John Perry Barlow is a retired Wyoming cattle rancher, a former lyricist for the Grateful Dead, and co-founder of the Electronic Frontier Foundation. At Freedom to Connect, he riffed off of organizer David Isenberg’s concept of the Stupid Network by offering a call to action to develop what he terms the Ignorant Network. What follows is a partial transcript of his remarks:
I’ve been thinking a lot lately about what endangers the freedom to connect. In the 21st century, it ought to be a nearly inalienable right. There are several things I see as hazardous to the Internet. The Internet is still an old boys’ network, and the old boys are getting ready to depart. The old boys aren’t getting replaced by young boys or young girls. Vint Cerf’s not ready to depart quite yet, but I don’t think we have a succession plan.
I’ve spent years in cyberspace working to see that its wildness would be preserved, as well as its ethics. I’m afraid to say that it has not in the form of spam and in terms of viruses. The efforts to control the first two and to maintain the existing business model offers a major threat to the Internet. Look at the open SMTP server. Look at people who use Windows machines trying to fight viruses. And think about the amount of bandwidth being used on a human level.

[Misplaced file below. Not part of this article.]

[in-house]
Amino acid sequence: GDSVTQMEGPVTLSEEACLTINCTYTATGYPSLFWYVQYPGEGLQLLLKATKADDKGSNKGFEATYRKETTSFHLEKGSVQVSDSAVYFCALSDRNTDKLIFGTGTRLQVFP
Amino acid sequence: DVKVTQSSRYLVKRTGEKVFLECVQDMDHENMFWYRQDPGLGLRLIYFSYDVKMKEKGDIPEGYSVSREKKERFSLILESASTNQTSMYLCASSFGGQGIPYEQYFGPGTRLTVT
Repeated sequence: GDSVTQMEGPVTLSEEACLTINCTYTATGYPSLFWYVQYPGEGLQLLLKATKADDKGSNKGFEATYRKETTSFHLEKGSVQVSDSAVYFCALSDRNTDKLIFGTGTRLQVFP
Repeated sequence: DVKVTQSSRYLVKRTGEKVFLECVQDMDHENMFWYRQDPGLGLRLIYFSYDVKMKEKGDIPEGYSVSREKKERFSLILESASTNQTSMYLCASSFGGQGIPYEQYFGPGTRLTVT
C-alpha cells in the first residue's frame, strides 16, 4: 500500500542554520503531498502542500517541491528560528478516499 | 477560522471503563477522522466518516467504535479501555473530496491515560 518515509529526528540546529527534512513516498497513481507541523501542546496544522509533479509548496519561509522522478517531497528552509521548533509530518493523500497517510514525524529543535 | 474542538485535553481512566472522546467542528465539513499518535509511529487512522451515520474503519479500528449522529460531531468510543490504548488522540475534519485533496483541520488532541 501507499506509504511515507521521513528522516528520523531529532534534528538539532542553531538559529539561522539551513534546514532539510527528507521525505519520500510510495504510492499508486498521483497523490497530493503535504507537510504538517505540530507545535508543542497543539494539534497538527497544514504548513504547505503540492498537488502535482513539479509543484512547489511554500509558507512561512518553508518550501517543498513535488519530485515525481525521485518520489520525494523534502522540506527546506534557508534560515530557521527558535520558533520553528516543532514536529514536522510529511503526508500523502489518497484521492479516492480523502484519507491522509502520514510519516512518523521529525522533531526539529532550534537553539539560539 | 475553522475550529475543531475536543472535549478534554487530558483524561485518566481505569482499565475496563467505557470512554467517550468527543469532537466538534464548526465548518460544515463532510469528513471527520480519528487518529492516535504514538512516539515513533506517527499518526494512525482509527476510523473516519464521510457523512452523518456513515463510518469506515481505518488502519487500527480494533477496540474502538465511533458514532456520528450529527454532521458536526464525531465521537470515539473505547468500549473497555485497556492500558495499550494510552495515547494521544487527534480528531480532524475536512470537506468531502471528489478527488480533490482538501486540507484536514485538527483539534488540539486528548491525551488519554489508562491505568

I’m also worried that the government is eventually going to get good at going from data gathering to information analyzing. That’s a central danger to the Internet as we know it. The solution is that we should start thinking not of a stupid network but of an ignorant network. That’s a network that has nothing in the middle. No store and forward capability. Everything is at the edges. Everything is peer to peer. Nothing is marked with identifiable packet headers. It’s possible, and people are working on it.
There are problems with peer-to-peer solutions. They don’t always match the protocols laid out, wisely. But if you’ve got really good peer-to-peer connectivity with everything encrypted, the possibility of spam and viral proliferation is greatly diminished. The possibility of government surveillance is lost. And political rights management, which is the inevitable outgrowth of digital right management, would not happen.